XX, the shake comes and goes because of harmonic dampening by the opposite wheel. As you go around corners the relationship of one wheel to the other changes because they are traveling along different radii. Sometimes they cancel each other and sometimes they amplifiy each other. To you it feels as if the shake is coming and going.

Guys, I hate to say this, Most of the time you are getting your wheels balanced you are actually getting them UNBALANCED. Our Porsches require getting their front wheels balanced to less than 0.1 oz per side. First of all you can't possibly do this with a machine set to read in 0.25 oz increments. If you look at your wheels and see weights in full 0.25 oz increments only, your wheels were not balanced well enough. Occasionally, You will land on a full weight but most of the time you will have to cut the last weight to a fragment. This is one of the benefits of tape weights and one of the reasons steel weights stink. (fortunately I have a huge stash of lead weights) When a machine is in round off mode what it means when it says ".00" is not .00. It is less than 0.25!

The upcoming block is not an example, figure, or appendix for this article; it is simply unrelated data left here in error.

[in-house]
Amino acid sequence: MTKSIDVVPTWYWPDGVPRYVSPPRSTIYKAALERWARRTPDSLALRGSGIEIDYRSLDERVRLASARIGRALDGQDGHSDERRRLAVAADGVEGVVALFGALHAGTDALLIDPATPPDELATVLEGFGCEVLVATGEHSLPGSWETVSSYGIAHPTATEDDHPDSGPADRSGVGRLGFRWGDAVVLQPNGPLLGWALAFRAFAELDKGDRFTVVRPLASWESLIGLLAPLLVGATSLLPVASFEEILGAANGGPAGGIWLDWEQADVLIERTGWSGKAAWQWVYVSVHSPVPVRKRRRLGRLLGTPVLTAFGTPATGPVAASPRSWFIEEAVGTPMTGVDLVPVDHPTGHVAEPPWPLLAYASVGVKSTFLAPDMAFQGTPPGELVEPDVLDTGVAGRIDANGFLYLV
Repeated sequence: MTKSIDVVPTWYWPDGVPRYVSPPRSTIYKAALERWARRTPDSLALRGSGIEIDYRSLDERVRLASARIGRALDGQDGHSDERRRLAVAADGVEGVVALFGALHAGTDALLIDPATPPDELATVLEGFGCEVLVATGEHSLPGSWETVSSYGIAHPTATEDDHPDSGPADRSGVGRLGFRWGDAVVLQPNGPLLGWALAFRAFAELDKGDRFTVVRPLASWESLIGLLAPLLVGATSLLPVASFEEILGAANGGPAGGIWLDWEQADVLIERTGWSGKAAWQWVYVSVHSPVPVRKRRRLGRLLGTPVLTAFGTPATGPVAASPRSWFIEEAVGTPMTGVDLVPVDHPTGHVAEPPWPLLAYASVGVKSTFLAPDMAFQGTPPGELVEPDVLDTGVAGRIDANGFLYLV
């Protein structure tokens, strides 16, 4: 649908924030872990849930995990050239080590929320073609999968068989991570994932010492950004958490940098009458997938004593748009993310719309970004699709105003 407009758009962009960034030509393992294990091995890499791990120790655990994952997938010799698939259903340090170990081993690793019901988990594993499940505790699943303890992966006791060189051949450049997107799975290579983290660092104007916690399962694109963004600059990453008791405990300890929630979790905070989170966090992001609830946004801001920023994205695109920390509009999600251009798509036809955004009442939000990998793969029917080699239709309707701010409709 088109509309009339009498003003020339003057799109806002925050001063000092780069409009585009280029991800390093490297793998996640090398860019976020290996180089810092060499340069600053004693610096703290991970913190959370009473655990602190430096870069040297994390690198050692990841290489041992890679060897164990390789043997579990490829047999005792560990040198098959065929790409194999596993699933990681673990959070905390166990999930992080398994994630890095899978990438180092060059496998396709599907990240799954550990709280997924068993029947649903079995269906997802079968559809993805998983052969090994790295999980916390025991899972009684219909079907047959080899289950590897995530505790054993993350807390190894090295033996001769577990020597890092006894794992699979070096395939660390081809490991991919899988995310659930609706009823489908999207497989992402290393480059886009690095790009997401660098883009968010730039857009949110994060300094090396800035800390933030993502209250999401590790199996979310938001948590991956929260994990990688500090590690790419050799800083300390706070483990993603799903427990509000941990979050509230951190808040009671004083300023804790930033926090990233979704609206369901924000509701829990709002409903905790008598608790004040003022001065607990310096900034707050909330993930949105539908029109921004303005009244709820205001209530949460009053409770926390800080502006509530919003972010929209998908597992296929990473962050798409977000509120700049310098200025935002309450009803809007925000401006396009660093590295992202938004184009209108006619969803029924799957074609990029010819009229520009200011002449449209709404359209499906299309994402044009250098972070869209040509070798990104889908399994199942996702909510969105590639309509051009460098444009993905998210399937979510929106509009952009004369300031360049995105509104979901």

The tech has to take the machine off round off mode so that it reports weight down to 0.01 oz.

The weakest link in the chain is the tech followed by the machine. It does not mater how well the tech does his job if the wheel can not index the machine reliably. If that wheel is just a tiny fragment of a mm off you are screwed. Next time you have your wheels balanced watch the tech. When he finishes balancing a wheel, after he takes it off, ask him politely to put it back on and have him spin it up. I have seen wheels up to a full oz off on respin just after the wheel was supposedly balanced! Coats specs its machines at 0.1 oz.! So how can we get our wheels under 0.1? Savy tech using a well tuned machine. Most of the machines in use have had the sh-t kicked out of them. A good tech can tell when his machine is in trouble because it does not give him reliable repeat readings and when he rechecks the mount 4 times he gets readings off by more than 0.1 oz. This is also how you make sure the wheel is mounted correctly. Occasionally, the centering cone does not seat just right and you will get a reading that is way off. Thing is, you have to check. Most do not.

The method of placing the weights is to complicated to explain here. You have to see it done. Your tech probably knows what he is doing if he initially places the weights with packing tape and respins the wheel removing weight and changing the weight's position until he gets it just right. Then he removes the backing and sticks the weights in place.